Very few gardeners are not also garden visitors: to a point, the converse is also true. In this way gardening, more than, say, Formula One Racing or the Opera, offers numerous fertile pathways between democratic participation and the Spectacle. As with any broadly creative pursuit, garden creators can be too immersed in the subject to see it in its entirety, in the moment, as the outside observer can. For the latter, the land can be still, a snap shot, whereas for the site worker it is all process, never a finished piece. I enjoy regular recreational walks round our little cultivated clearing in the Forest, but don’t always capture an unobstructed view of the wood for the trees, the garden for the weeds, the field for its soil needs.
I make it my business, then, not to mind my own business now and then throughout the season: visits to farms and gardens form part of my work plan: this year, Shillingford and Chagford in Devon; in London Town, Sutton Community Farm, St. Matts and Kynaston Patchwork sites, have had to suffer pokes from my big nose. It’s not just the odd new plant or new trick I’m sniffing around for, but to experience a growing space as it is, naked of to-do lists.
This is not to say satori moments don’t happen to me of the other gardeners here at Hawkwood, only, the stars have to be aligned and the plant combinations have to reach their moment of supreme poise. A moment in a million, just a few times a season. After a few years on the land though, you start to sense it coming. And any minute now, I know I’m going to blunder into the glasshouse and be stopped in my tracks by a picture of perfection.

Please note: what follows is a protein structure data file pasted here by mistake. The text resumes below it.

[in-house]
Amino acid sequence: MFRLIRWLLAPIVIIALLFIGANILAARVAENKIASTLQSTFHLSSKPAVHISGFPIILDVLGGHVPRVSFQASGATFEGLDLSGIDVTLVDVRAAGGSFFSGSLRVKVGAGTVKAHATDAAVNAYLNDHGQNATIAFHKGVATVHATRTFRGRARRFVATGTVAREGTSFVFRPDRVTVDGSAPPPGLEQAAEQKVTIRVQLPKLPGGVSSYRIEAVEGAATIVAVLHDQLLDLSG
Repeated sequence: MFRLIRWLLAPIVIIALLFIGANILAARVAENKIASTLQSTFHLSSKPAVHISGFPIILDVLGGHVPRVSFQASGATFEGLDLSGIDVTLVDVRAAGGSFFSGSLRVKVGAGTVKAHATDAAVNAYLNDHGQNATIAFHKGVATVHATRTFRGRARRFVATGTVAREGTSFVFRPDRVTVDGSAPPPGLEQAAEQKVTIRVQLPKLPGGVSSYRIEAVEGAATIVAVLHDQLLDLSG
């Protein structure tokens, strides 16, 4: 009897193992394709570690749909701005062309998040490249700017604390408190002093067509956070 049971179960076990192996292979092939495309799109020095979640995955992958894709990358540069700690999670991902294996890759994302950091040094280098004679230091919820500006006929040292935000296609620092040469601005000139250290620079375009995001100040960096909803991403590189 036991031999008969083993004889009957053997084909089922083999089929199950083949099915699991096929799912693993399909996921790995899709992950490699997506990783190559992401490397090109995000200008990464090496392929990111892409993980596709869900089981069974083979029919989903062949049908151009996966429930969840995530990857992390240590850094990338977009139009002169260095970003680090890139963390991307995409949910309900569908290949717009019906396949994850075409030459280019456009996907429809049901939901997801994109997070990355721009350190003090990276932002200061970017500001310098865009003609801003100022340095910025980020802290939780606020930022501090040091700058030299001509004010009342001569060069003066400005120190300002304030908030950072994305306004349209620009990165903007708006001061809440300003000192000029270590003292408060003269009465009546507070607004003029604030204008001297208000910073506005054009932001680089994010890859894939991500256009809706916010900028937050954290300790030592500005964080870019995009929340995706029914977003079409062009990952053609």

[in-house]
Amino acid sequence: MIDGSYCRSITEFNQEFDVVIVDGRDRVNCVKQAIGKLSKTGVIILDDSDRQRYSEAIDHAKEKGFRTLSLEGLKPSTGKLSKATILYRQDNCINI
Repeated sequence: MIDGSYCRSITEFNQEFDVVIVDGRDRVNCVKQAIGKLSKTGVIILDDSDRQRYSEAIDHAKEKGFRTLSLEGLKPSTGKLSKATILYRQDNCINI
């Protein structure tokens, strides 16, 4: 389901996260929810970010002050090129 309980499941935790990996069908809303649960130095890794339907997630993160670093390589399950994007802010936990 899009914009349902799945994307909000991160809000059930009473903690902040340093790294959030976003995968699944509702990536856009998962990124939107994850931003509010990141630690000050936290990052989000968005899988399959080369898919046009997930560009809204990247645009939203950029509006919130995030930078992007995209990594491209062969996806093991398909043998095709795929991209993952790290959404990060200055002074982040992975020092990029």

Here, the flowering strips, and the cordon tomatoes intercropped with mixed lettuces and herbs, are on the verge of greatness. It’s noteworthy that these early beds were sown and planted by the Level 2 Gardening course: a fact I take great pleasure from. When I formally studied horticulture, much of my class’ practical assignments were rotavated back into the ground the following day, whilst others were tucked out of sight of the public garden, receiving little ongoing maintenance between sessions. We learnt, the hard way, the value of regular irrigation, and that plant pests didn’t actually take Easter breaks.
At Hawkwood, we wanted to do things a little differently: to fully integrate course participants into the garden work schedule. Sure it takes some coordination, but we wanted the garden and the learners to get the most out of each other. And, after many terms of extra-curriculur work by Clare, our Training & Outreach Worker, I think we have symbiosis. Last year, fifty six people completed the Level One Practical Gardening Skills course here, graduating back to the land in myriad ways whilst making a real contribution to the local food economy through their structured practical sessions.
In nature news, we appear to have pied wagtails nesting in the glasshouse, alongside the two magpies, who I’m still not sure are one hundred percent welcome. The rare Nathusius’ pipistrelle bat is one of five species recently monitored flashing across our fields after sunset, and last week I opened the warehouse door to find myself face to beak with a tiny blue tit, nesting material still wrapped around its tiny feet. This year, the tits nested in the tool shed: a source of intense squeaks and wonder. Then, after another fledgling was spotted in the glasshouse, peering in on the coursework, on Friday, it all went quiet.
End of May, 2014. Learning to fly.